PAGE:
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Every year, there are surprises in fantasy baseball. Some players come out of nowhere and breakout or, in the case of Aaron Judge, absolutely dominate. Other players regress after a breakout season the year before. There are even the players who have long track records of mediocrity who, all of sudden, appear to have figured something out en route to becoming legitimate contributors both in fantasy and in, you know, real baseball. I like to call these players Justin Smoak-Logan Morrison-Yonder Alonso. The more popular terms among Razzballers for these players are Schmohawks and Hot Schmotatos.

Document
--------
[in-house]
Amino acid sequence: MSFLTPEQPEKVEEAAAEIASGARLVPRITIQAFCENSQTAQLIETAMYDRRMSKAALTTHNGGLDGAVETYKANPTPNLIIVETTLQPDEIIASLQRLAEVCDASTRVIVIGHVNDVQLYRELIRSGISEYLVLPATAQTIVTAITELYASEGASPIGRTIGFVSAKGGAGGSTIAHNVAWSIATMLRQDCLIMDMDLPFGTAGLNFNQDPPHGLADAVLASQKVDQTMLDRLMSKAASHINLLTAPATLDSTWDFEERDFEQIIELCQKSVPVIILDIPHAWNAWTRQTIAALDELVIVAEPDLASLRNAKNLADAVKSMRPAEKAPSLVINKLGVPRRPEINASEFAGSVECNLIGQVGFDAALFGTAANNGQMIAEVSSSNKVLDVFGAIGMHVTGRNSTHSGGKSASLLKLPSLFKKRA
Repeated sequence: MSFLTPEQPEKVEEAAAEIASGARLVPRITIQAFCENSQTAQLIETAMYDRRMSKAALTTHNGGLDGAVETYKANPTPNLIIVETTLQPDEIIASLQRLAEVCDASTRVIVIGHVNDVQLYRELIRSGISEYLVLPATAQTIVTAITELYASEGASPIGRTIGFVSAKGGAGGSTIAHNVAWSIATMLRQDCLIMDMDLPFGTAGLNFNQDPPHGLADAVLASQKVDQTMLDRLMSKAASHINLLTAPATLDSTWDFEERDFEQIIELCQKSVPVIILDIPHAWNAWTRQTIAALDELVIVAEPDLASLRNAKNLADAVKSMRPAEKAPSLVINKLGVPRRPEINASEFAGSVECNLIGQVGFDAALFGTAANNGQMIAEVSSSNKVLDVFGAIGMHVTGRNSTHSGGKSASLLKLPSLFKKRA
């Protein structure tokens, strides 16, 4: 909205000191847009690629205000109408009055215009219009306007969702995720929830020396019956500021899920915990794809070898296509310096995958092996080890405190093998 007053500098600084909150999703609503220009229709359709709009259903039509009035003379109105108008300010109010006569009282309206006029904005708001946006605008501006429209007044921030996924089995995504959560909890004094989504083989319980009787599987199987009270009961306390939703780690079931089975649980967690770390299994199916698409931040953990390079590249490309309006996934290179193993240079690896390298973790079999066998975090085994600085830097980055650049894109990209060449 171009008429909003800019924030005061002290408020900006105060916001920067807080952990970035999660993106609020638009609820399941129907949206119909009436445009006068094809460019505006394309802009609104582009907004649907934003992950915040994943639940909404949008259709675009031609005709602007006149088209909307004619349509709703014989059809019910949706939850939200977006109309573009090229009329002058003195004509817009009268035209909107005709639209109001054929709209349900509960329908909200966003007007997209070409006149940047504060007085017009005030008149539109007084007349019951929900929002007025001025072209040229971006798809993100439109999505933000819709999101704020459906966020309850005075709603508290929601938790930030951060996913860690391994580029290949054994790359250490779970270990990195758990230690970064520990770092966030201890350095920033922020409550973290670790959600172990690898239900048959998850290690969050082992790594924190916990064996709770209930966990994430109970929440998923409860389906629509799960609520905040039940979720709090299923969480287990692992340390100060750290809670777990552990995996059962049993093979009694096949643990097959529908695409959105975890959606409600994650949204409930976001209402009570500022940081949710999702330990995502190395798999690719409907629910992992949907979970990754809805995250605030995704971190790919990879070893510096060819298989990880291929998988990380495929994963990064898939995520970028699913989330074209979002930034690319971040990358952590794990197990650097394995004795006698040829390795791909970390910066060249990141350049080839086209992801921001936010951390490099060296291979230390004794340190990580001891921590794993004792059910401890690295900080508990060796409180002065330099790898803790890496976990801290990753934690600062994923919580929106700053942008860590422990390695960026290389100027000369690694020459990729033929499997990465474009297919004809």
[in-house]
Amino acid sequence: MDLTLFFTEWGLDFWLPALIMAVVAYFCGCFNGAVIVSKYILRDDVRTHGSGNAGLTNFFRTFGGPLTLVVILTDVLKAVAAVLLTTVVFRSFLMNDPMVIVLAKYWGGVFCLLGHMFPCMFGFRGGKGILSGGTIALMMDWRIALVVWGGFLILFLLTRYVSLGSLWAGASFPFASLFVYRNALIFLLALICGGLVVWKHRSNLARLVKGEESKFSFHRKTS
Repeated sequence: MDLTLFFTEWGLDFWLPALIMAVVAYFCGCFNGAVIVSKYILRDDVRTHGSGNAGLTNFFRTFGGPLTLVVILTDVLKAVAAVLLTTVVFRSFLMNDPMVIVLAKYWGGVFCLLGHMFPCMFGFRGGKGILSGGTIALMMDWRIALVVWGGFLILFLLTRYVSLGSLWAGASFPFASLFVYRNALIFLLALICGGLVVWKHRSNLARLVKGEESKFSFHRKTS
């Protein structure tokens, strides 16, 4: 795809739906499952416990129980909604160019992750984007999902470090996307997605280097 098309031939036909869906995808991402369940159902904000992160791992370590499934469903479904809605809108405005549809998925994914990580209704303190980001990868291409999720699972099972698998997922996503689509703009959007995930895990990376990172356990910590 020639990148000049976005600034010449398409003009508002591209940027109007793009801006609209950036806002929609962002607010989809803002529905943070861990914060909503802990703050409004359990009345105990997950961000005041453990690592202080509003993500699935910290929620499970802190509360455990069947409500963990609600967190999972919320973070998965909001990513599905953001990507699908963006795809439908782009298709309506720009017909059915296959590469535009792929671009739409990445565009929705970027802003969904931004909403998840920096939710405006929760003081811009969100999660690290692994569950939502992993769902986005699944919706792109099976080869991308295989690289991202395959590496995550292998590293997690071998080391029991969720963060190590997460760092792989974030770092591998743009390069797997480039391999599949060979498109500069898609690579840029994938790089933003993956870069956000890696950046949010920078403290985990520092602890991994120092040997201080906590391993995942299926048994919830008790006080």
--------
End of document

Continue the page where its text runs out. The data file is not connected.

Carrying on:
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Trey Mancini aka All Day Trey Bombz was 2-for-4 Friday night with his 11th home run. He was all like, “Na Na, Bottoms Up, let’s see that one in Slow Motion.” Those are Trey Songz songs for the unindoctrined.  Trey is the MAN-cini lately, for real, batting .423 in the past week, with four homers and 11 RBI over the past 15 days. With Chris Davis out with an oblique injury (it’s still a little unclear), Trey looks to see an everyday role in the stacked Orioles line up. He’s been especially hot in June, with a .333/.370/.647 slash and an 1.017 OPS. Mmmm. The 25-year old rook has also hit safely in his past seven games, with multi-hit games in three of his past five. So how is it he’s available in 75% of fantasy leagues? Sure, the .368 BABIP is a bit high, but if we’re going to cherry-pick nerdy stats why not enjoy that 134 wRC+ and a 37.6 hard hit percentage. Did I mention he leads the team in batting average? And is second in RBIs with 35 on the year? Let’s not leave out the multiple position eligibility to sweeten the pot even more. In Baltimore/Washington, they love everything named Trey, and they might be onto something here. Grey told you to BUY, and I’d grab Mancini anywhere I needed some offensive help. If he can do the kind of damage in a full time role that he’s done part time, there should be plenty of Trey bombz in the future.